Thursday, March 19, 2009

Sex Before Marriage

I've been reflecting on the latest editorial fulmination from the good brothers over at the Layman. That organization, in case you're not familiar with Presbyterian in-group politicking, is a group of folks committed to renewing my denomination by first driving everyone from it.

They and some fellow travellers are deeply concerned that the progressives and moderates within our denomination are utterly gutting the sexual ethic we get from scripture. By being open to "adulterers and homosexuals" being a part of our church, we're consigning ourselves to collapse and failure, as the Lord God Almighty shifts his divine endorsement to nondenominational Bible-believing megachurches.

I've discussed my scriptural response to homosexuality...but what about where I feel scripture stands on premarital sexuality?

To that question, the Bible read in a literal sense doesn't give you much wiggle room. There are many folks on my side of the aisle who will try to point to the variety of acceptable sexual expressions in the Old Testament as permission. Did David sin with his many, many wives, or when he tried and failed to get Abishag to *cough* warm him up? Ruth and her possible seduction of a tipsy Boaz invariably surfaces, although I would contend that seminary grads who argue that "feet" are a euphemism for a particular part of the male anatomy need to never, ever be put in charge of a foot washing service. Sometimes a cigar is just a cigar, people.

They'll point to the folk tale that gleefully and approvingly recounts Tamar's sexual trickery of her father-in-law Judah. If pretending to be a ho, getting pregnant, and blackmailing your family to get revenge can make the Torah proclaim you "righteous," well, golly, all bets are off. Or so the argument goes.

I don't generally find those arguments compelling. They presume that the Christian moral imperative is somehow bound to the folk ethics of an ancient near-Eastern culture. While we have our moral foundation in that culture, I don't think you can reasonably say that such stories represent the highest governing principles of that culture. They don't really capture the moral ethos of that society, or of a Christ-centered faith.

The Apostle Paul, while no great fan of marriage, makes a sustained and consistent argument against non-connubial nookie. Paul makes it clear in a range of different places...and particularly in 1 Corinthians 7...that he expects Christians to contain their sexuality within the bounds of a covenant union.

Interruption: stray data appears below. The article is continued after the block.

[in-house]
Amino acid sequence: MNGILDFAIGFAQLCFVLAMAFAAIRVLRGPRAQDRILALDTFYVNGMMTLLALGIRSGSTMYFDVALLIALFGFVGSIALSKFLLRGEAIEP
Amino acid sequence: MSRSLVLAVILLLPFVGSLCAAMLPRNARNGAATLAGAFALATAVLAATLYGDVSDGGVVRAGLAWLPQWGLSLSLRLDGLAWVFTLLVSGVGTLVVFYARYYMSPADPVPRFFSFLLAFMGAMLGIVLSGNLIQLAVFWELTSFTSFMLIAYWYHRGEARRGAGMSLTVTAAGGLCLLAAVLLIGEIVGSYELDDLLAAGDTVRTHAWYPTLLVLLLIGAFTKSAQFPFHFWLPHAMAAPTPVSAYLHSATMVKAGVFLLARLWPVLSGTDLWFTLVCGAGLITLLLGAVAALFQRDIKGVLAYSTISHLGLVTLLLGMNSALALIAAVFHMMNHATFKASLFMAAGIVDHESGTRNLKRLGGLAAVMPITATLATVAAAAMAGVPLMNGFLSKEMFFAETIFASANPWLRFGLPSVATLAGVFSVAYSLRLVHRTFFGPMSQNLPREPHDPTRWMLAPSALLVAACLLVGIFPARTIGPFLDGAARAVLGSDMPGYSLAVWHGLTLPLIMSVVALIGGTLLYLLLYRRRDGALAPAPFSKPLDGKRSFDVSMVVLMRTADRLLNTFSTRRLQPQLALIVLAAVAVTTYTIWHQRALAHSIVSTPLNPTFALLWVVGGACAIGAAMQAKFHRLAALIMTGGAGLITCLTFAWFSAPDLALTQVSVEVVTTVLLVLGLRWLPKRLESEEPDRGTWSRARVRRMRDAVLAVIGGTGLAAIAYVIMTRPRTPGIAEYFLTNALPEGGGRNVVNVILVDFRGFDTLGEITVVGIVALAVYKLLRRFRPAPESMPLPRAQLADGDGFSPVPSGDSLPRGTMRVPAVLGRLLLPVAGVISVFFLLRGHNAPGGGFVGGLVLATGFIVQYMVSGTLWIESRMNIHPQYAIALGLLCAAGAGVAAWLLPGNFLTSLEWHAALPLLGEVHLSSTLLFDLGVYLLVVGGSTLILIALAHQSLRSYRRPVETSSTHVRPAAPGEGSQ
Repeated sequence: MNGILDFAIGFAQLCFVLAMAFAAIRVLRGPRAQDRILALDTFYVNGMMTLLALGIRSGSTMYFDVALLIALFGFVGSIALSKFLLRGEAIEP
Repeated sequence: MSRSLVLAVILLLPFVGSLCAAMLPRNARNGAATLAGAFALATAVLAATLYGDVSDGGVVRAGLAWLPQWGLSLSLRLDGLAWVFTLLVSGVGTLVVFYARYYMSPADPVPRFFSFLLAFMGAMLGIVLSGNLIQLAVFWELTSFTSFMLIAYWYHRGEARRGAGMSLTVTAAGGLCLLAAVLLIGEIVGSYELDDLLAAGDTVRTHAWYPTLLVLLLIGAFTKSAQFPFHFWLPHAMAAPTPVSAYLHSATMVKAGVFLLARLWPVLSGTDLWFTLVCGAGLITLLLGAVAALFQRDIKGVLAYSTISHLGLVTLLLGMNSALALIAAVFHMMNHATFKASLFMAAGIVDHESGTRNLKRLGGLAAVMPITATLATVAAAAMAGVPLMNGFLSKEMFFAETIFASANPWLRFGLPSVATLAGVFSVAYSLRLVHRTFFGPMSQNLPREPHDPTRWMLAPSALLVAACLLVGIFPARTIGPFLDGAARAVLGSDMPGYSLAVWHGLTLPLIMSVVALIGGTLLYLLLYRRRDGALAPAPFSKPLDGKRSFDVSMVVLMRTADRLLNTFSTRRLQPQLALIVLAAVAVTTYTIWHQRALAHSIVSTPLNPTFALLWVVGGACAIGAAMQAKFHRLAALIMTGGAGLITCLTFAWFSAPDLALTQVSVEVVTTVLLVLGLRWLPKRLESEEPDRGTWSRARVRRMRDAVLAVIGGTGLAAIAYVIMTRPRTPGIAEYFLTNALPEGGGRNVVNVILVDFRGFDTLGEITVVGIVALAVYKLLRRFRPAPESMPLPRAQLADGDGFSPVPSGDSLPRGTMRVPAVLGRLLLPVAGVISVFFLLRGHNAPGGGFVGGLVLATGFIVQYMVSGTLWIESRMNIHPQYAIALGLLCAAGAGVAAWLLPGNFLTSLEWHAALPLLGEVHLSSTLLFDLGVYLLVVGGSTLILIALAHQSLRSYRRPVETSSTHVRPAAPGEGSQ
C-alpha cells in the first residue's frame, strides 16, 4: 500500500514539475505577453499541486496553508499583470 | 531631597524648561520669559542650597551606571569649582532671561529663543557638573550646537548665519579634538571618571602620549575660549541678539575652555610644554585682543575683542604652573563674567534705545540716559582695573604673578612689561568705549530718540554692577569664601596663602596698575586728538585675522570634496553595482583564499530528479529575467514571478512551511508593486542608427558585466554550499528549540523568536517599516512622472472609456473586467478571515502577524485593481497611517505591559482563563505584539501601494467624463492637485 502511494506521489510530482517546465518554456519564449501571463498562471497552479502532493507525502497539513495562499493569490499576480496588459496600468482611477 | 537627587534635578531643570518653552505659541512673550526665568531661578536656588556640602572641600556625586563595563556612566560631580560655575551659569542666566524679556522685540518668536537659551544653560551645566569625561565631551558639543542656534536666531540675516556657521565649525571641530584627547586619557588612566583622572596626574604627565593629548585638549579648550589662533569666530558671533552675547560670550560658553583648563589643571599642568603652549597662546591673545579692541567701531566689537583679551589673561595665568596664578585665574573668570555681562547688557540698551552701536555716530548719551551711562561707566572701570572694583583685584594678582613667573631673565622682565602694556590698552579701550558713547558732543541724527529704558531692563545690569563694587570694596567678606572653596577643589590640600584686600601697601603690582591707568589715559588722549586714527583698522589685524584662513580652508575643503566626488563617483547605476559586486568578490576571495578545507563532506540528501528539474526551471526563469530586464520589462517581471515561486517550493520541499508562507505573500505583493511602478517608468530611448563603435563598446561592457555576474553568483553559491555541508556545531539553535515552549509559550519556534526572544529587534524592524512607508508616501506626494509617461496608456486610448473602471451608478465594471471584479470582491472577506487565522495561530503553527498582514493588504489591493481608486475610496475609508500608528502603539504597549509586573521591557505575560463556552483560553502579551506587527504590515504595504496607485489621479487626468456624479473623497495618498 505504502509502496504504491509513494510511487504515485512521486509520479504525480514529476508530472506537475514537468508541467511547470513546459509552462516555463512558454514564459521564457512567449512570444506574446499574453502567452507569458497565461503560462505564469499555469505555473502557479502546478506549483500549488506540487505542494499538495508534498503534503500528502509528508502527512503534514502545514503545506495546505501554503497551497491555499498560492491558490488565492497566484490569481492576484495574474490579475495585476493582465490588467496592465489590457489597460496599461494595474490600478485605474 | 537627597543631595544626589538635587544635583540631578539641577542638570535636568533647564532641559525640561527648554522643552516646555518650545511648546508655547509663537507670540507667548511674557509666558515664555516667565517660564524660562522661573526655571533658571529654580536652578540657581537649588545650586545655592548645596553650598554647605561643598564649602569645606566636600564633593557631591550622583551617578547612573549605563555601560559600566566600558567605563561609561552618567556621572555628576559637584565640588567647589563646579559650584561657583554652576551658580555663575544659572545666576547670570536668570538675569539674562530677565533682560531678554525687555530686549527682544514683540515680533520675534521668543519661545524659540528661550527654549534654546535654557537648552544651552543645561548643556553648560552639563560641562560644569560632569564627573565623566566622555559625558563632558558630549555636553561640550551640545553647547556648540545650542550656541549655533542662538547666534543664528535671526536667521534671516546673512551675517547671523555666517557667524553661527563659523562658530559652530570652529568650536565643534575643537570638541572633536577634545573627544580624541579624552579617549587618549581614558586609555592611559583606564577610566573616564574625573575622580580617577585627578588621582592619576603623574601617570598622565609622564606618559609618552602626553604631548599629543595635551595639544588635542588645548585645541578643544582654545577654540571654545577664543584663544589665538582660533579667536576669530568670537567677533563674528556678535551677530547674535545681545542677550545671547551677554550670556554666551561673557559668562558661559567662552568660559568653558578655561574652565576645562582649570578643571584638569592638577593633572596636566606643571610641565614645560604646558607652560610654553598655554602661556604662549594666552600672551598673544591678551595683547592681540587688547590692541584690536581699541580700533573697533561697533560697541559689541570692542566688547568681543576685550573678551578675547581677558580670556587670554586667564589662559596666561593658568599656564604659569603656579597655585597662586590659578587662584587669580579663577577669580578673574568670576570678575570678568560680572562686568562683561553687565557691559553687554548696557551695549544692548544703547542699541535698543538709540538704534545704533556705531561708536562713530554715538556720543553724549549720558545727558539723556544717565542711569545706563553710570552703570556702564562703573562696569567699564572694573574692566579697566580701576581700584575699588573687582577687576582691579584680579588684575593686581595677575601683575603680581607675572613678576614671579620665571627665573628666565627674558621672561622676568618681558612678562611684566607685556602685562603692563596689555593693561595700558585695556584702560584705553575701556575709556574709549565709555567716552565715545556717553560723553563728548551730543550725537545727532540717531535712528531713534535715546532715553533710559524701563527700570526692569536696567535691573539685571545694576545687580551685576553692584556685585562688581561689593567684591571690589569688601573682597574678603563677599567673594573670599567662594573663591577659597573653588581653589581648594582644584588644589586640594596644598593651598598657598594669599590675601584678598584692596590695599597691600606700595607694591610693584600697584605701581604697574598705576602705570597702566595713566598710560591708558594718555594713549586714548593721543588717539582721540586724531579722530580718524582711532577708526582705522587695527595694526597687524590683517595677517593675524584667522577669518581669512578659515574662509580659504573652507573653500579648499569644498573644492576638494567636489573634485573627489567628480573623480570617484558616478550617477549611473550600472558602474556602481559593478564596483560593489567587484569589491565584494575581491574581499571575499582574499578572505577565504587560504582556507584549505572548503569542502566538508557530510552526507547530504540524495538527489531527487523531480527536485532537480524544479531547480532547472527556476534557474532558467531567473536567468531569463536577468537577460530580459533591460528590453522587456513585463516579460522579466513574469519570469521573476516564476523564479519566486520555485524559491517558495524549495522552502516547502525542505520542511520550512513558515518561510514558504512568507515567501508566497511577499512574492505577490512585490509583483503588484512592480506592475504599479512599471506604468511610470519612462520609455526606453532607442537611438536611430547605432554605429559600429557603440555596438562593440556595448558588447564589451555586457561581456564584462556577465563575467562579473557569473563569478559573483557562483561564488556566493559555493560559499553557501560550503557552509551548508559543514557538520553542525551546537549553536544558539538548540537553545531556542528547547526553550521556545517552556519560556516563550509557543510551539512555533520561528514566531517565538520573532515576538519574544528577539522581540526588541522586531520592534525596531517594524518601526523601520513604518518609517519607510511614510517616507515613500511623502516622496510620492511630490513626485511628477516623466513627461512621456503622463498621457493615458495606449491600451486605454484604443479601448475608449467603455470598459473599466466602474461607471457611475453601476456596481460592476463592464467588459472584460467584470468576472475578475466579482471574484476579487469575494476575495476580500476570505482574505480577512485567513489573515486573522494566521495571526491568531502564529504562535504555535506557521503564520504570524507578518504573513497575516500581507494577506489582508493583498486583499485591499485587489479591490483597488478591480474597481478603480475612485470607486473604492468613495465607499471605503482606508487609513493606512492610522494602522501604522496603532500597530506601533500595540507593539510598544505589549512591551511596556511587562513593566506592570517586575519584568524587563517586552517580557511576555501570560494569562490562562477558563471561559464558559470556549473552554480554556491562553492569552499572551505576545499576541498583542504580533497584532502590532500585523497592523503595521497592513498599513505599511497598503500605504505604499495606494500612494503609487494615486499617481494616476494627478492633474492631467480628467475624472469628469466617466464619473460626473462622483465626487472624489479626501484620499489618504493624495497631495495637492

I don't tend to view this as Paul being oppressive. He's just being consistent with his repeated articulation of the core Golden Rule teaching of Christian faith. It's better to commit to another than to use another for one's own pleasure. Marriage, even in the rather more amorphous form that existed in 1st Century Rome, could give a clear framework for that commitment. It could also, of course, just be another way of securing worldly power over another child of God. It's conflation with property rights in the ancient world certainly didn't help.

While not rejecting Paul's gracious intent, I tend to go directly to our Man in Nazareth for advice on the issue. When we listen for Christ's sexual ethic, we get something that be frank...even more challenging than Paul. Jesus makes it clear that Christians aren't called to just attend to the law. We're called to go well beyond it. Mechanistic chastity or by-the-book fidelity within the bounds of a marriage between a man and a woman means exactly jack to Jesus. Thinking that's our unbreachable bulwark against sin is the error of Pharisees, because Jesus here turns it up to eleven.

It's not just our practice. It's our desire. If you look at Halle Berry with lust in your heart, you are an adulterer. That is equally true of Scarlett Johannsen. It is exponentially more true of some creative combination of the both.


Where was I? I seem to have lost my train of thought. Oh yes...

What Jesus lays before us is a sexual ethic that both affirms marriage and transcends marriage. It affirms commitment to another, but it also forces us to admit that the reason that commitment is meaningful rests in our love for the other and an honoring of the other that goes to our purpose as human and sexual beings. Ultimately, I think that's where the heart of scripture leads us. The boundary that defines acceptable sexuality is love.

When I say that, though, I'm not saying that this is an easier standard. The "love" I describe is not to be confused with erotic desire. It also isn't fervid romance-novel emoting or the we're-celebrating-our-two-week-anniversary puppyness of adolescent infatuation. It is agape love, Essential Nature of the Almighty God love, Our God is a Consuming Fire love. It is an awareness that the way in which we interact with other souls has eternal weight. We are each accountable for how our actions impact the other, and if you have even the tiniest sliver of awareness of the nature of God's love, it can scare the pants right back on you.

I would hold that our actions as sexual beings are judged against the same essential standard as our other social and interpersonal relations. That means absolute injunctions against sexuality in it's predatory form or any sexual expression in which the other becomes primarily an object and not a Thou. Any authentic Christian sexual expression is fundamentally opposed to the culture of the hookup and the culture of sexual objectification.

Can sexual expression exist outside of marriage and not be inherently sin? I believe so. But if we take our role as disciples seriously, we're not going to take this intense and intimate part of our created nature lightly.